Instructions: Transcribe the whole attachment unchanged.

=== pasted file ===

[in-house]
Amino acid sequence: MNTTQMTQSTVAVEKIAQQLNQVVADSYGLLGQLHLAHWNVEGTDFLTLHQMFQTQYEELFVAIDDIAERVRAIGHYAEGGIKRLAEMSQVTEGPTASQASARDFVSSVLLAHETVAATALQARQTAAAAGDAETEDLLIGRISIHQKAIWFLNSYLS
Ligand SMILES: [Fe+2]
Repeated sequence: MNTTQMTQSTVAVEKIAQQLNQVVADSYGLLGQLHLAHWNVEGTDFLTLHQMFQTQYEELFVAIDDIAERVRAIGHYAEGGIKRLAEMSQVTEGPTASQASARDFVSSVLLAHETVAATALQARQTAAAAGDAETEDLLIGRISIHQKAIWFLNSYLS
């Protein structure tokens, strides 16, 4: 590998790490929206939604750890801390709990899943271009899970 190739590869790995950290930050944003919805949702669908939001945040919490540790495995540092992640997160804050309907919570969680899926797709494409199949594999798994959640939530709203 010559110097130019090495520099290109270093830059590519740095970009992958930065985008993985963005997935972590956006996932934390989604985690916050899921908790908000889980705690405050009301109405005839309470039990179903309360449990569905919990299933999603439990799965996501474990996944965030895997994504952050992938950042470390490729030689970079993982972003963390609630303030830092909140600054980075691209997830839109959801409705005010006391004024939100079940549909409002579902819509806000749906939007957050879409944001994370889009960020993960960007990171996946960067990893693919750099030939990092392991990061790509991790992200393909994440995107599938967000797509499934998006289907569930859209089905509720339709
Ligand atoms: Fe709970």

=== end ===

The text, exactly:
[in-house]
Amino acid sequence: MNTTQMTQSTVAVEKIAQQLNQVVADSYGLLGQLHLAHWNVEGTDFLTLHQMFQTQYEELFVAIDDIAERVRAIGHYAEGGIKRLAEMSQVTEGPTASQASARDFVSSVLLAHETVAATALQARQTAAAAGDAETEDLLIGRISIHQKAIWFLNSYLS
Ligand SMILES: [Fe+2]
Repeated sequence: MNTTQMTQSTVAVEKIAQQLNQVVADSYGLLGQLHLAHWNVEGTDFLTLHQMFQTQYEELFVAIDDIAERVRAIGHYAEGGIKRLAEMSQVTEGPTASQASARDFVSSVLLAHETVAATALQARQTAAAAGDAETEDLLIGRISIHQKAIWFLNSYLS
């Protein structure tokens, strides 16, 4: 590998790490929206939604750890801390709990899943271009899970 190739590869790995950290930050944003919805949702669908939001945040919490540790495995540092992640997160804050309907919570969680899926797709494409199949594999798994959640939530709203 010559110097130019090495520099290109270093830059590519740095970009992958930065985008993985963005997935972590956006996932934390989604985690916050899921908790908000889980705690405050009301109405005839309470039990179903309360449990569905919990299933999603439990799965996501474990996944965030895997994504952050992938950042470390490729030689970079993982972003963390609630303030830092909140600054980075691209997830839109959801409705005010006391004024939100079940549909409002579902819509806000749906939007957050879409944001994370889009960020993960960007990171996946960067990893693919750099030939990092392991990061790509991790992200393909994440995107599938967000797509499934998006289907569930859209089905509720339709
Ligand atoms: Fe709970």